As the name implies, 4204 Main Street Brewing Co., will make its home at 4204 W. Main St., in downtown Belleville. The brewery, which will also have a restaurant and bar, is located in the former space of now defunct Amarillo Tex’s Steakhouse. Amarillo’s and Main Street Brewing are both ventures by Todd Kennedy and his wife Julia Kennedy, along with Todd Kennedy’s parents. The couples also own four area Golden Corral locations as well as Julia’s Banquet Center in East Alton.

The brewmaster for Main Street will be Tony Toenjes, former brewmaster for Excel Brewery, in Breeze, Ill. Toenjes worked at Excel for a year and a half, helping to get its brewing operation off the ground, he explained. He left Excel in January to join the Kennedys. At Main Street, Toenjes plans to have eight beers available at any given time. Beer drinkers can look for a California common rye, a lager, an American wheat, a blonde ale and an IPA. Toenjes is also considering a hefeweizen, a blackberry porter, brown ales, Scottish ales and even seasonal ciders. “We’ll mix it up quite a bit,” he said. He noted that this year marks the 200th anniversary for the city of Belleville, and that he’ll be creating a pecan ale for that occasion.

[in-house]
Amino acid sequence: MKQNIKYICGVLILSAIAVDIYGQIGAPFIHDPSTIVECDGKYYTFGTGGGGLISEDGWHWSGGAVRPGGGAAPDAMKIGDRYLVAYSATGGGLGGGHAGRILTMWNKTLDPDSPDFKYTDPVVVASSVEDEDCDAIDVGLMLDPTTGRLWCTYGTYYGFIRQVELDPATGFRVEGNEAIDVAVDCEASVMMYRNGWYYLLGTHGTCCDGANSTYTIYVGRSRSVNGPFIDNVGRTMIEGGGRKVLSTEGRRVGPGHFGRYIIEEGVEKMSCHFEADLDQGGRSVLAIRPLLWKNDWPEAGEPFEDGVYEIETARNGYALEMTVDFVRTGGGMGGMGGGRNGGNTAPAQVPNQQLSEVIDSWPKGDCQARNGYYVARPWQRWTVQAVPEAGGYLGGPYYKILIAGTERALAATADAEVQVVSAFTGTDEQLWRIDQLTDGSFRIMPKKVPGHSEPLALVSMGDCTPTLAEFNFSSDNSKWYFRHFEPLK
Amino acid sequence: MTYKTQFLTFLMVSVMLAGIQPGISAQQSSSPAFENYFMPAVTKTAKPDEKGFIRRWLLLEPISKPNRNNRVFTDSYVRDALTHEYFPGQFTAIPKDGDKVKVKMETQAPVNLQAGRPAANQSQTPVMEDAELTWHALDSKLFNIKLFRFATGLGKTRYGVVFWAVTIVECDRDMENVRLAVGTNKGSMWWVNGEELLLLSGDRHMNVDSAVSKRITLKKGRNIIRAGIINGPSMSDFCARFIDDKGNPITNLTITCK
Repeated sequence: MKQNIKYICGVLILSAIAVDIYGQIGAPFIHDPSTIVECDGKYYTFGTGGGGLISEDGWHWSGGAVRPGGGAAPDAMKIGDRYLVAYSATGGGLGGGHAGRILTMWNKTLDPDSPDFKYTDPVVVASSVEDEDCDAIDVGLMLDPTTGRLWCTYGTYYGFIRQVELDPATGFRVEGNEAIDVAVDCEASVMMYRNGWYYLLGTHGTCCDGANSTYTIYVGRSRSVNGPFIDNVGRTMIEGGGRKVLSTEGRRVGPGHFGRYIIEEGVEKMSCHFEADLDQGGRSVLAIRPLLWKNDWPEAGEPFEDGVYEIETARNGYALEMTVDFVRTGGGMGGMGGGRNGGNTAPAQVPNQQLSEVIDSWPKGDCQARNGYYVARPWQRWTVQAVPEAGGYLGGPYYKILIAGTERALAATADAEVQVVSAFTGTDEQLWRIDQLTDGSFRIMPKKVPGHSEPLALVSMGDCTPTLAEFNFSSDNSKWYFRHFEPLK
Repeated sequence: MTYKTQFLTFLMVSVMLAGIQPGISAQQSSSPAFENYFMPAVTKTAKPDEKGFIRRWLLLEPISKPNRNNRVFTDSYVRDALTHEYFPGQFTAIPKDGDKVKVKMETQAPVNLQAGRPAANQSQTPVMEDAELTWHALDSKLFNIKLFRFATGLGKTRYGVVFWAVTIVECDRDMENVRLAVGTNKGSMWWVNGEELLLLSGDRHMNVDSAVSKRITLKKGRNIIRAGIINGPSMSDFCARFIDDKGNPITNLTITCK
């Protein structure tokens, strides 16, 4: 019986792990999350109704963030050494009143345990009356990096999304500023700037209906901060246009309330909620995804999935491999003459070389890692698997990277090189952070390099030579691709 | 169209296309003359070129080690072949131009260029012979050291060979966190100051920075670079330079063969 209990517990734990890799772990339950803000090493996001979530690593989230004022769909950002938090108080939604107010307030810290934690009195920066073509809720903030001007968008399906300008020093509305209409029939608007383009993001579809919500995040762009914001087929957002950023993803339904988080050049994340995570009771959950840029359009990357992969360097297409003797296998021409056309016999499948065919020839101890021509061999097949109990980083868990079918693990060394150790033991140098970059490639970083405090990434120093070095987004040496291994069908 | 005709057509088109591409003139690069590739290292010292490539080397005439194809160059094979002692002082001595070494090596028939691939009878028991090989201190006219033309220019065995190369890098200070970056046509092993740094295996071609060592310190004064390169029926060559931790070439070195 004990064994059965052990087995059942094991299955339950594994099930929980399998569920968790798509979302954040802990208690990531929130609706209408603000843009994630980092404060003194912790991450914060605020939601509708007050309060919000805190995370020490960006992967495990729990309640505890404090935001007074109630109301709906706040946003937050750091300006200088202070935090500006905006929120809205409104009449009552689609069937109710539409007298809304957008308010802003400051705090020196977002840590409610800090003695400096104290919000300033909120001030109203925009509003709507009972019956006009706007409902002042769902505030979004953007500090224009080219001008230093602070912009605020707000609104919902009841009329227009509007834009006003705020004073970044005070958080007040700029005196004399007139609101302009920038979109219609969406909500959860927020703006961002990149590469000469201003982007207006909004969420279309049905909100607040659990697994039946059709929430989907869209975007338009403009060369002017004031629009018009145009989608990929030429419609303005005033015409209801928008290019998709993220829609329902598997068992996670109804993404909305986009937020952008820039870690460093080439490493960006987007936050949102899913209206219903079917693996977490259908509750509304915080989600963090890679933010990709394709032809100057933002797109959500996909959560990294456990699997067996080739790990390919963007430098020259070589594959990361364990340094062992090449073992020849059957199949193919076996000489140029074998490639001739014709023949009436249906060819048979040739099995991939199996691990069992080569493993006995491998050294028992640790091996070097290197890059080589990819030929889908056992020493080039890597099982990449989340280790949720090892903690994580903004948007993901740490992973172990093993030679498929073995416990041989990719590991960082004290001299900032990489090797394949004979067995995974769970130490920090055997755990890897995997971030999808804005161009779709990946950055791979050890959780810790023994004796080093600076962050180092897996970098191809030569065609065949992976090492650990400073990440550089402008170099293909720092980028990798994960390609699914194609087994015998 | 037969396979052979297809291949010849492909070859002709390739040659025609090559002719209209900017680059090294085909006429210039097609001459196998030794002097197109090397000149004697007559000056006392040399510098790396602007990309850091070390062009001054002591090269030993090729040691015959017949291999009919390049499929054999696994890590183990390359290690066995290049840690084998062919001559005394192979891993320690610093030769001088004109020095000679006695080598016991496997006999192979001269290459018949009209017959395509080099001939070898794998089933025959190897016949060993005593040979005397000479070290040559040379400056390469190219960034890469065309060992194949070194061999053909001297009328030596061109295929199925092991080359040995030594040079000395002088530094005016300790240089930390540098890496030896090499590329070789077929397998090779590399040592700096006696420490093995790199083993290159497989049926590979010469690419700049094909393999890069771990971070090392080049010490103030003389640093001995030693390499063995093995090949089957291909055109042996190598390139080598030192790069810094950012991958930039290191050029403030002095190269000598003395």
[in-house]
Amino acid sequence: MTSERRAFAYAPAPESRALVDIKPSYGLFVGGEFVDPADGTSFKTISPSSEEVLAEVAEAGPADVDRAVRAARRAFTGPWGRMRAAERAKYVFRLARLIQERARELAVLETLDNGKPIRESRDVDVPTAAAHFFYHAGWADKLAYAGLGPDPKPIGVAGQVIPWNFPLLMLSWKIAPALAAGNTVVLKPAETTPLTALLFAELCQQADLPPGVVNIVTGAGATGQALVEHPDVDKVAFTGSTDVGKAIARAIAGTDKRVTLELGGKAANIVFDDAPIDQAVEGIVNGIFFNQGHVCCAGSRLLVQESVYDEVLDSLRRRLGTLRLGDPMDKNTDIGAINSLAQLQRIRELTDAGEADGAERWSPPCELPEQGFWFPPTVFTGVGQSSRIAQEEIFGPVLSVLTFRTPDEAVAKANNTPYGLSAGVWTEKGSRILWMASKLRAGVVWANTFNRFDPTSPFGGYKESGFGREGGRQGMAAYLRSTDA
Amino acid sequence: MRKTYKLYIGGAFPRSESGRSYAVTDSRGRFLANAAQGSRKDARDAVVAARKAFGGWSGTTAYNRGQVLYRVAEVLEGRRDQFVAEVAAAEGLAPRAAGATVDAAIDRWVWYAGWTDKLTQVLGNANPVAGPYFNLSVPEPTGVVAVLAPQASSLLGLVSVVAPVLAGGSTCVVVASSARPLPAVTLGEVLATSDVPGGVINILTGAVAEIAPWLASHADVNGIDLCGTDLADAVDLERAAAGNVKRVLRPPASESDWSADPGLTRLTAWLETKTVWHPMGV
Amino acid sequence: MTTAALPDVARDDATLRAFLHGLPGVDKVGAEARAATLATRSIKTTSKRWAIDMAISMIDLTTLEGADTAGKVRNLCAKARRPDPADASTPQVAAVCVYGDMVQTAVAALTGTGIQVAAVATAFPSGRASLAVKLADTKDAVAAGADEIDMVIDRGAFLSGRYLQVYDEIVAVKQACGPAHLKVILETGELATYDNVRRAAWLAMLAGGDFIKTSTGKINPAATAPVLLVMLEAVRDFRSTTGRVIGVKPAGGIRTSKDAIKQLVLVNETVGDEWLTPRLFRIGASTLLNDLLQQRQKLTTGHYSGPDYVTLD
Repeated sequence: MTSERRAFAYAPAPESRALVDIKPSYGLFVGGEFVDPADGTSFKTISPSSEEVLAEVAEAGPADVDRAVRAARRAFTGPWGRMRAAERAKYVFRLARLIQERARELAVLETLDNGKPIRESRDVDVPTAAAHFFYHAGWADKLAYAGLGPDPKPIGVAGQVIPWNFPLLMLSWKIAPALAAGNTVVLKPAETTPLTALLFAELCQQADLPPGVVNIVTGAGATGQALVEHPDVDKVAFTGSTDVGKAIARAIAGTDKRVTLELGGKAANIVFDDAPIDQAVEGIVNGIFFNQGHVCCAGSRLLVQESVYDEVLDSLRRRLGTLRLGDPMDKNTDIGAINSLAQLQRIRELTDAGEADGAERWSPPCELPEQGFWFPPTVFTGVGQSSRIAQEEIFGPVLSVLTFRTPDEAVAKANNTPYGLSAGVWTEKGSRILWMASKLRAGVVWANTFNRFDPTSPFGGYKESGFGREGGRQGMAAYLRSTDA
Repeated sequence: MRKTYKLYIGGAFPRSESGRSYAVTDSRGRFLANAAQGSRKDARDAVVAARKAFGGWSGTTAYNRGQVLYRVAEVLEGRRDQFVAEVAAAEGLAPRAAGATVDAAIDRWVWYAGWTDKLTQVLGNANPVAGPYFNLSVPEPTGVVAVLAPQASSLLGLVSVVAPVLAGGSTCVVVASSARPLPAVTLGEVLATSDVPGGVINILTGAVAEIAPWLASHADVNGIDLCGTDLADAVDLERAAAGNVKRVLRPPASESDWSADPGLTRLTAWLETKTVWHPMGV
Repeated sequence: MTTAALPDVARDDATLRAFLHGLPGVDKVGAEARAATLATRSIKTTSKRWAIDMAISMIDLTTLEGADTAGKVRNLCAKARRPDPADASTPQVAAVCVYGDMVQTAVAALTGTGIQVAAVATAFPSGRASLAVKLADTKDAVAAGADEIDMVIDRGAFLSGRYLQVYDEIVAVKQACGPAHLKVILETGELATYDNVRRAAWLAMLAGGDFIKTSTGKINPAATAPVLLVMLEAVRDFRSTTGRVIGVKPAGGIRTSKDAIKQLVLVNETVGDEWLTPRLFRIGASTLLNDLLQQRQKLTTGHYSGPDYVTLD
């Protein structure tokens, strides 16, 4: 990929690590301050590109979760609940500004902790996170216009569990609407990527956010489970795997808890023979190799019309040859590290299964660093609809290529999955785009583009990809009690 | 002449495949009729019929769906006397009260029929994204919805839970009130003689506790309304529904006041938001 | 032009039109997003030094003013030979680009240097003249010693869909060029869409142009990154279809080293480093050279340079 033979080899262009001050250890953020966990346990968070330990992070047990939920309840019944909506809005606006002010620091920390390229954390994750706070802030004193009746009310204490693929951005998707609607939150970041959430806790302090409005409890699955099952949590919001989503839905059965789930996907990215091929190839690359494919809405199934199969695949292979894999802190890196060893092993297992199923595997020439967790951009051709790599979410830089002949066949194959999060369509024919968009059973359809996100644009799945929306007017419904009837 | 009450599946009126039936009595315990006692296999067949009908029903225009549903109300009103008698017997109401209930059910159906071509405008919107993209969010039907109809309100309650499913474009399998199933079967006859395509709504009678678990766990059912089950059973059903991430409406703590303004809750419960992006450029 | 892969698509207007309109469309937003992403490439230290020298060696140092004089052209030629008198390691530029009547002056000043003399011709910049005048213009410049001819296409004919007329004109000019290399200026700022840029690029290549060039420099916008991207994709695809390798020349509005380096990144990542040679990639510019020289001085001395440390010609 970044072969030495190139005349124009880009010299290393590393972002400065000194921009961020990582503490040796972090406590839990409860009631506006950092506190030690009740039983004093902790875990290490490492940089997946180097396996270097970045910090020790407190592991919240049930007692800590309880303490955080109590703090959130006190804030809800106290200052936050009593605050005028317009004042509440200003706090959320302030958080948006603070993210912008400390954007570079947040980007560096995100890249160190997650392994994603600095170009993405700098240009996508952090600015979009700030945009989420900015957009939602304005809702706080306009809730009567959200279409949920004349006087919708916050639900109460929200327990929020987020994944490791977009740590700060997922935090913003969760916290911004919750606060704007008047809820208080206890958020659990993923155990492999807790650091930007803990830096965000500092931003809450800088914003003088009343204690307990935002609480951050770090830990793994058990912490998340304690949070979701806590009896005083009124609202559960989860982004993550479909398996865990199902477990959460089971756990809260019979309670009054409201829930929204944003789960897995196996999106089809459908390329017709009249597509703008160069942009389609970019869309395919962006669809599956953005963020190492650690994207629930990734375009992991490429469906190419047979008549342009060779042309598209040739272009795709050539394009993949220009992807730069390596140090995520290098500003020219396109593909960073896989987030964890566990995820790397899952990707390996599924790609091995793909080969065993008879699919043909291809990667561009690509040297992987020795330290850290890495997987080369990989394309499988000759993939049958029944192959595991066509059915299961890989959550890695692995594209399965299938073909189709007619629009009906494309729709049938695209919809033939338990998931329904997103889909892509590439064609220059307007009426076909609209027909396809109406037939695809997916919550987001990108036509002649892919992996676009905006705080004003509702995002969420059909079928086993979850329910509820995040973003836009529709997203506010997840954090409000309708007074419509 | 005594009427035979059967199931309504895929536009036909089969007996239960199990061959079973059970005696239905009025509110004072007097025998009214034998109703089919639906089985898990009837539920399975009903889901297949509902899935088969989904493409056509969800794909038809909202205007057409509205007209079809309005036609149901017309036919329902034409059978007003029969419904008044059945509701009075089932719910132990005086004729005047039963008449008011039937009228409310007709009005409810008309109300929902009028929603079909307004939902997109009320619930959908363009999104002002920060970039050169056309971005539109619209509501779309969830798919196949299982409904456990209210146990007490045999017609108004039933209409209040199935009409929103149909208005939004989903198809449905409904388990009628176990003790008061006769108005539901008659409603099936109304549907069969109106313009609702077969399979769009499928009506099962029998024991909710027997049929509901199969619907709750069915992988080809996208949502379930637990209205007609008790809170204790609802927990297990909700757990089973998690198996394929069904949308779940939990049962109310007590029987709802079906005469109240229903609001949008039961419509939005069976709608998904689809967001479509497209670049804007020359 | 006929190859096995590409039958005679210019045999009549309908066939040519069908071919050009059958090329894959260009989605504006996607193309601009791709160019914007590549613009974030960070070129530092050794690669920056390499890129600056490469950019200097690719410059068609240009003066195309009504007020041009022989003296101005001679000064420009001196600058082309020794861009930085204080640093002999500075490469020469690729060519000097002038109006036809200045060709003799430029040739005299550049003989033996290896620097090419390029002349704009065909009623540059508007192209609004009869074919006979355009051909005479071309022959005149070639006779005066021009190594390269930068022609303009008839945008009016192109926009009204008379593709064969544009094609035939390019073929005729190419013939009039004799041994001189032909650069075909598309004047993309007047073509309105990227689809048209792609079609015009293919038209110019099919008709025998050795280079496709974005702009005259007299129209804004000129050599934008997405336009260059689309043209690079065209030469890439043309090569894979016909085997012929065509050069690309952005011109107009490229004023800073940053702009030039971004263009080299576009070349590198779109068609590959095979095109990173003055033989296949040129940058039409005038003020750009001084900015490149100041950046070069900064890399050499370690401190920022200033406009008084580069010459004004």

Toenjes anticipates brewing between 500 and 800 barrels in the first year of operation. Main Street’s brews will be available on draft at the brewery, and down the road, Toenjes hopes to get them in other area watering holes. “We’re going to self-distribute at first,” said Kennedy, who plans to focus on distribution in Madison and St. Clair counties. The brewery does not have immediate bottling plans.

Those looking to grab a bite at 4204 Main Street Brewing Co., can expect a burger-centric lunch menu and a dinner menu with a “steakhouse-theme,” said Kennedy. “The real neat part is that we’re going to use spent grain and spent yeast to make our own beer bread, beer pretzels and beer cheese,” he added, noting that everything, including the bread, will be made in-house.

Those familiar with Amarillo Tex’s Steakhouse will notice a transformation to the space, which has undergone a gut renovation. Glass windows in the dining area will provide a view to the brewing operation. “It was a rustic look,” Toenjes said. “Now, it’s more elegant: a lot of stone, dark woods, lots of glass.”